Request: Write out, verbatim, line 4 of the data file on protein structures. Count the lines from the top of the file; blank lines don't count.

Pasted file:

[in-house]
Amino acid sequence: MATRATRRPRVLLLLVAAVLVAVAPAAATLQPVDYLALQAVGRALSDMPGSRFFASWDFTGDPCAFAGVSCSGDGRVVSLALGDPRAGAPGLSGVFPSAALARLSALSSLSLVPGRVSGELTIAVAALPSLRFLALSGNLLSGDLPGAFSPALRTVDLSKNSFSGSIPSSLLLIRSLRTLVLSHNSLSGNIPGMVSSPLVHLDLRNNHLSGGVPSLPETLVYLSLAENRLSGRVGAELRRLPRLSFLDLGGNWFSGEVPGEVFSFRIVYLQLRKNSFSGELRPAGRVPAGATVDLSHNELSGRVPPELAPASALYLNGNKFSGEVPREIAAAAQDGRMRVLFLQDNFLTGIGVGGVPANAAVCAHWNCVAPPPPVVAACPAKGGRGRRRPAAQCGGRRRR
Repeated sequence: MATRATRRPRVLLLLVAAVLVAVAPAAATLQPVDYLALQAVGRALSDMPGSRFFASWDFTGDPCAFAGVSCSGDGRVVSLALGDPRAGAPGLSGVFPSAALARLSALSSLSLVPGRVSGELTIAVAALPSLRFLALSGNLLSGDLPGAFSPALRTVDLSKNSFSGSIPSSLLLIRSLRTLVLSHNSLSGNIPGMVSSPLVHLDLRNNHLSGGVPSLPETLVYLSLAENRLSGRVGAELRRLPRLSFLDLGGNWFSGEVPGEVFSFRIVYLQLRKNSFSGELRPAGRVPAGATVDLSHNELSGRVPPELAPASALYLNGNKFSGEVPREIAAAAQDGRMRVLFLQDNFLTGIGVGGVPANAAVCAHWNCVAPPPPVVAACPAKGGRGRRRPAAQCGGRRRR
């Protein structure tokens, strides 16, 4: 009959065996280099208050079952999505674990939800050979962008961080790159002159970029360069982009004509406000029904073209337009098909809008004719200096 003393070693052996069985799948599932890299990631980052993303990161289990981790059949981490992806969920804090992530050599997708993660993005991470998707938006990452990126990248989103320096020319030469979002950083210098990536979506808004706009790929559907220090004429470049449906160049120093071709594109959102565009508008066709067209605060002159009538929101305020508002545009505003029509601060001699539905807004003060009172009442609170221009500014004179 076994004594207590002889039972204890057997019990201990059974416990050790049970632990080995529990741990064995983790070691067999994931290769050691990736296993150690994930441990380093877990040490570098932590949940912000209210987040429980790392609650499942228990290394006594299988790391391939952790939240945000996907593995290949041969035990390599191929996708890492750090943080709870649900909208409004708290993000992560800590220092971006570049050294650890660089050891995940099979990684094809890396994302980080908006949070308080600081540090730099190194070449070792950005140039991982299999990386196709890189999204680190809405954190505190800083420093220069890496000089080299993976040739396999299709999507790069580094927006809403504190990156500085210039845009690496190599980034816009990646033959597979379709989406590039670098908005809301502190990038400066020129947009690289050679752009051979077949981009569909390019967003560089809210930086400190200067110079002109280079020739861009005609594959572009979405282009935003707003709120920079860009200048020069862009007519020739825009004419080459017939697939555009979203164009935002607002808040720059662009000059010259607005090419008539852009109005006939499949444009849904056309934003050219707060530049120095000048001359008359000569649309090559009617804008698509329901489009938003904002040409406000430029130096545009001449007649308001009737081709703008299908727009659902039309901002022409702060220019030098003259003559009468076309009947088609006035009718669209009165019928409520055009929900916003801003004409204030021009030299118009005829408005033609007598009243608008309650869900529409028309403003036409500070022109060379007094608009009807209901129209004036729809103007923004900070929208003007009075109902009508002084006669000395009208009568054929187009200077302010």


């Protein structure tokens, strides 16, 4: 009959065996280099208050079952999505674990939800050979962008961080790159002159970029360069982009004509406000029904073209337009098909809008004719200096 003393070693052996069985799948599932890299990631980052993303990161289990981790059949981490992806969920804090992530050599997708993660993005991470998707938006990452990126990248989103320096020319030469979002950083210098990536979506808004706009790929559907220090004429470049449906160049120093071709594109959102565009508008066709067209605060002159009538929101305020508002545009505003029509601060001699539905807004003060009172009442609170221009500014004179 076994004594207590002889039972204890057997019990201990059974416990050790049970632990080995529990741990064995983790070691067999994931290769050691990736296993150690994930441990380093877990040490570098932590949940912000209210987040429980790392609650499942228990290394006594299988790391391939952790939240945000996907593995290949041969035990390599191929996708890492750090943080709870649900909208409004708290993000992560800590220092971006570049050294650890660089050891995940099979990684094809890396994302980080908006949070308080600081540090730099190194070449070792950005140039991982299999990386196709890189999204680190809405954190505190800083420093220069890496000089080299993976040739396999299709999507790069580094927006809403504190990156500085210039845009690496190599980034816009990646033959597979379709989406590039670098908005809301502190990038400066020129947009690289050679752009051979077949981009569909390019967003560089809210930086400190200067110079002109280079020739861009005609594959572009979405282009935003707003709120920079860009200048020069862009007519020739825009004419080459017939697939555009979203164009935002607002808040720059662009000059010259607005090419008539852009109005006939499949444009849904056309934003050219707060530049120095000048001359008359000569649309090559009617804008698509329901489009938003904002040409406000430029130096545009001449007649308001009737081709703008299908727009659902039309901002022409702060220019030098003259003559009468076309009947088609006035009718669209009165019928409520055009929900916003801003004409204030021009030299118009005829408005033609007598009243608008309650869900529409028309403003036409500070022109060379007094608009009807209901129209004036729809103007923004900070929208003007009075109902009508002084006669000395009208009568054929187009200077302010």